Horror movies are the best movies because of their creativity and enjoyability

Ben Wieland, Mill Valley News editor-in-chief

In Hollywood, a market dominated by repetitive action sequels, poor Disney reboots and Oscar-bait dramas, only one genre is consistently entertaining and creative: horror. Between groundbreakingly creative films like “Us,” traditionally scary movies like “Insidious,” genre spoofs like “Shaun of the Dead” and entertainingly awful messes like “Santa’s Slay,” horror has never been so clearly the best genre. 

My love of horror comes first and foremost from movies that push the genre forward. Recently, as moviegoers grew tired of sequels, the genre underwent a bit of a renaissance. Some films have moved away from reliance on fear: “It” was a horror film in which scares came second to character development and quality writing. Others have doubled down on their use of fear, with “Hereditary” providing an unsettling and terrifying experience from the opening shot to the credits. Because the genre affords these films so much creative liberty, they’re able to provide truly unique and incredible viewing experiences. 

There are also enjoyable horror movies that follow all the rules to perfection; basically all of James Wan’s filmography is an excellent example of this. However, my personal favorites that follow the rules are those that don’t take themselves too seriously. “Scream” is my personal favorite example of this: the movie itself is a pretty straightforward slasher, but the self-awareness of the two villains and their penchant for referencing horror classics makes the film an absolute blast to watch.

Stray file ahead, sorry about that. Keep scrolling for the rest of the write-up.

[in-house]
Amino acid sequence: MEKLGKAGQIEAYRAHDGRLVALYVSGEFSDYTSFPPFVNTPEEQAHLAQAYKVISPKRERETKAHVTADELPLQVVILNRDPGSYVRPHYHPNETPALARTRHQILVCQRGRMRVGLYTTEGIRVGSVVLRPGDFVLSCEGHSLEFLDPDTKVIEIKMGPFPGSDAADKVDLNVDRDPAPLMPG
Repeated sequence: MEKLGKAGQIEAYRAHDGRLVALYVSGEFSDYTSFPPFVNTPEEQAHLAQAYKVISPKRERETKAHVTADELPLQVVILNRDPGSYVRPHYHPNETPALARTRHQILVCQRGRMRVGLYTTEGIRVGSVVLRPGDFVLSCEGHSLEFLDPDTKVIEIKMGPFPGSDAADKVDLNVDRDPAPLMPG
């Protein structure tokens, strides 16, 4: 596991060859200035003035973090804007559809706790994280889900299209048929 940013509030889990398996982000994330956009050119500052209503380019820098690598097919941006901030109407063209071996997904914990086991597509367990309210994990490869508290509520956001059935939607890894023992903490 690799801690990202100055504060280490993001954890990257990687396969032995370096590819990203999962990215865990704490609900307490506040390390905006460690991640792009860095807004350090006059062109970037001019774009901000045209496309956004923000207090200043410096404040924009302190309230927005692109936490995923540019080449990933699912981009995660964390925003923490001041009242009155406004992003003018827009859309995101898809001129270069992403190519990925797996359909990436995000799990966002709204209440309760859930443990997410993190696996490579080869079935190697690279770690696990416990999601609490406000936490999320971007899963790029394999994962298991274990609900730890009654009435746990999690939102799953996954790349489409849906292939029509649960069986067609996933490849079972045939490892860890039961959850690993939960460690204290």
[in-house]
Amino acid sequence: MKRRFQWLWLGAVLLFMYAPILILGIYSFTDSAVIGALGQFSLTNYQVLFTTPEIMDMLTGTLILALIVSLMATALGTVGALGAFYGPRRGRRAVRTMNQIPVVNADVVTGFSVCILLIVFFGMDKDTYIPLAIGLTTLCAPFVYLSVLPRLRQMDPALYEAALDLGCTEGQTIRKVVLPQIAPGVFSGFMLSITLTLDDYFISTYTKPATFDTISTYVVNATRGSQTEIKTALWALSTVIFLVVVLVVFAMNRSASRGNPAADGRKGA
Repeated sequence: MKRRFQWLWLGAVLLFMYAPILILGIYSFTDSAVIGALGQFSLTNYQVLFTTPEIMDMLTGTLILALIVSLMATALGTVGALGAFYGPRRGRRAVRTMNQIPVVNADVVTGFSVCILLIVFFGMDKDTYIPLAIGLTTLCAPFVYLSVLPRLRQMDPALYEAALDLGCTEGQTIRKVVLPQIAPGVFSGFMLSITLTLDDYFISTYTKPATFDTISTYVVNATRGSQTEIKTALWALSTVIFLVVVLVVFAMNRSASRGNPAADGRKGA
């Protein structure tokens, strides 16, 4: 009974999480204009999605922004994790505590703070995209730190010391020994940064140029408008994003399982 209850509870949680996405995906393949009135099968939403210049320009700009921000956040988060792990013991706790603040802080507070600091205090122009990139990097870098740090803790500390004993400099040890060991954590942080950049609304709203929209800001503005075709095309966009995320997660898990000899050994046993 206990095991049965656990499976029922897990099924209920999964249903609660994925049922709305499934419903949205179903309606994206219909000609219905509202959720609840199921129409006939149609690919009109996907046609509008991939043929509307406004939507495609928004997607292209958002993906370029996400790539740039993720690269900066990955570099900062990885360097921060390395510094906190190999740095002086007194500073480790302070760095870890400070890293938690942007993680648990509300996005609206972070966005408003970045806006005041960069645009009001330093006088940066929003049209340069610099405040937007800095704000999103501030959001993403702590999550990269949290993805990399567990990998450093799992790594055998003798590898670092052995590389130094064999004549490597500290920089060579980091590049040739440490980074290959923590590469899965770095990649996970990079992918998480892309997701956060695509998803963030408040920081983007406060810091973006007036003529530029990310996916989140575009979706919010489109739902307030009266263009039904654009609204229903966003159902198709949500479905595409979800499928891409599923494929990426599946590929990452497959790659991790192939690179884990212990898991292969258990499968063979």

Even the absolute worst of the worst, like the aforementioned “Santa’s Slay” or more recent films like “ThanksKilling” or “Deadly Detention,” are entertaining watches. A bad drama or action movie just drags on and on without offering anything of value; the unintentional humor in a god-awful horror movie makes it instantly incredible. 

All of these different subgenres of horror, however, wouldn’t be as great as they are without my one personal favorite part of the genre: it’s fun in every situation. Alone, bored and in the mood for a good scare? Throw on a classic or traditional horror film. Hanging out with friends and want something to lighten the atmosphere? Watch a horror comedy or a so-bad-it’s-good movie. Down for something serious, but still want to stay interested? Check out a film that pushes the genre to its limits, or maybe breaks them entirely. 

With everything unique, creative and fun that horror brings to the table, the fact that it’s not universally recognized as the best part of Hollywood is, well, scary.

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